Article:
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Suspects still at large a year after newspaper offices burned in Mexico

A year after the offices of the Mexican newspaper El Buen Tono were burned down by armed men in Córdoba, Veracruz, its directors and employees penned an editorial demanding the arsonists be brought to justice, according to the magazine Proceso.

Journalists at the newspaper blamed businessmen Miguel and Óscar Barquet Viñas for the attack in which 18 masked, armed men doused the newspaper's offices with gasoline and lit them on fire on Nov. 5, 2011.

The publication's employees organized a protest demanding the state prosecutor release the findings of the investigation and punished those responsible, according to the newspaper.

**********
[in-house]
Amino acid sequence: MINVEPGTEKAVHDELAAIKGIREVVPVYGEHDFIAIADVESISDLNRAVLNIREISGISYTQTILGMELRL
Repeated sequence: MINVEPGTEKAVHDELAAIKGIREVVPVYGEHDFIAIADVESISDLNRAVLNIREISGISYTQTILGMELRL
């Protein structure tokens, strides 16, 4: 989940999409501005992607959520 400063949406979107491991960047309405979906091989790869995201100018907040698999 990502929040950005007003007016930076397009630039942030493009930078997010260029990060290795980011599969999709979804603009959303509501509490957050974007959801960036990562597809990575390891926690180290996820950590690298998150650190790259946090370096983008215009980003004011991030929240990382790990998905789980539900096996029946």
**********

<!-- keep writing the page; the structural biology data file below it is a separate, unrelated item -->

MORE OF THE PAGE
At the beginning of the year, the newspaper released an eight-minute video, captured by security cameras, showing the conflagration in the office.

Last February, El Buen Tono claimed that the prosecutor confiscated the video of the fire to keep the public from helping to identify the suspects.

Impunity persists in the killing of nine journalists during the last 18 months in Veracruz, driving reporters to flee the Gulf state. Veracruz is considered one of the 10 most dangerous places in the world for the press, according to Reporters Without Borders.

Note from the editor: This story was originally published by the Knight Center’s blog Journalism in the Americas, the predecessor of LatAm Journalism Review.

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